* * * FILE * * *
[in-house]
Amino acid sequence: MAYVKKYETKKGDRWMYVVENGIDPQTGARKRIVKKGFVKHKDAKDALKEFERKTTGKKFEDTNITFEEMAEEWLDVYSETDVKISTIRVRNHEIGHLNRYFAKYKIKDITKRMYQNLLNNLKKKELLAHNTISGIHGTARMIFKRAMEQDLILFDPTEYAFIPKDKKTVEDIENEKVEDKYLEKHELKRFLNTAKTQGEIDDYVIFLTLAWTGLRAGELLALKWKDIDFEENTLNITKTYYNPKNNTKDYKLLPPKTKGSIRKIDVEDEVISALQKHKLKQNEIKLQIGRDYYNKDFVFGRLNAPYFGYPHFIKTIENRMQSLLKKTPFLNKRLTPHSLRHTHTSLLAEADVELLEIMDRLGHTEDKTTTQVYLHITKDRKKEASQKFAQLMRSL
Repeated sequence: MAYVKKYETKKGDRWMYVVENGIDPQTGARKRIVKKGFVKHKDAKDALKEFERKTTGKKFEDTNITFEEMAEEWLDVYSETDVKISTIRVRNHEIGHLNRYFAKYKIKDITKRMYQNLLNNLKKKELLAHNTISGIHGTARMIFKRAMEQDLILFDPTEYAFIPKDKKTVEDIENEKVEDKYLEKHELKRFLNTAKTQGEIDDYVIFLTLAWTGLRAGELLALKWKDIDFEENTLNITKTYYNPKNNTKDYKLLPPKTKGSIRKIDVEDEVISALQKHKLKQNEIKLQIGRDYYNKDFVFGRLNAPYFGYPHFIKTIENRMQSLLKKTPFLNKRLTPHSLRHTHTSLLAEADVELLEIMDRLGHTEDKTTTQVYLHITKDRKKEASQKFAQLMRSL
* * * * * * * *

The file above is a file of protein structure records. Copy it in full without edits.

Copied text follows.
[in-house]
Amino acid sequence: MAYVKKYETKKGDRWMYVVENGIDPQTGARKRIVKKGFVKHKDAKDALKEFERKTTGKKFEDTNITFEEMAEEWLDVYSETDVKISTIRVRNHEIGHLNRYFAKYKIKDITKRMYQNLLNNLKKKELLAHNTISGIHGTARMIFKRAMEQDLILFDPTEYAFIPKDKKTVEDIENEKVEDKYLEKHELKRFLNTAKTQGEIDDYVIFLTLAWTGLRAGELLALKWKDIDFEENTLNITKTYYNPKNNTKDYKLLPPKTKGSIRKIDVEDEVISALQKHKLKQNEIKLQIGRDYYNKDFVFGRLNAPYFGYPHFIKTIENRMQSLLKKTPFLNKRLTPHSLRHTHTSLLAEADVELLEIMDRLGHTEDKTTTQVYLHITKDRKKEASQKFAQLMRSL
Repeated sequence: MAYVKKYETKKGDRWMYVVENGIDPQTGARKRIVKKGFVKHKDAKDALKEFERKTTGKKFEDTNITFEEMAEEWLDVYSETDVKISTIRVRNHEIGHLNRYFAKYKIKDITKRMYQNLLNNLKKKELLAHNTISGIHGTARMIFKRAMEQDLILFDPTEYAFIPKDKKTVEDIENEKVEDKYLEKHELKRFLNTAKTQGEIDDYVIFLTLAWTGLRAGELLALKWKDIDFEENTLNITKTYYNPKNNTKDYKLLPPKTKGSIRKIDVEDEVISALQKHKLKQNEIKLQIGRDYYNKDFVFGRLNAPYFGYPHFIKTIENRMQSLLKKTPFLNKRLTPHSLRHTHTSLLAEADVELLEIMDRLGHTEDKTTTQVYLHITKDRKKEASQKFAQLMRSL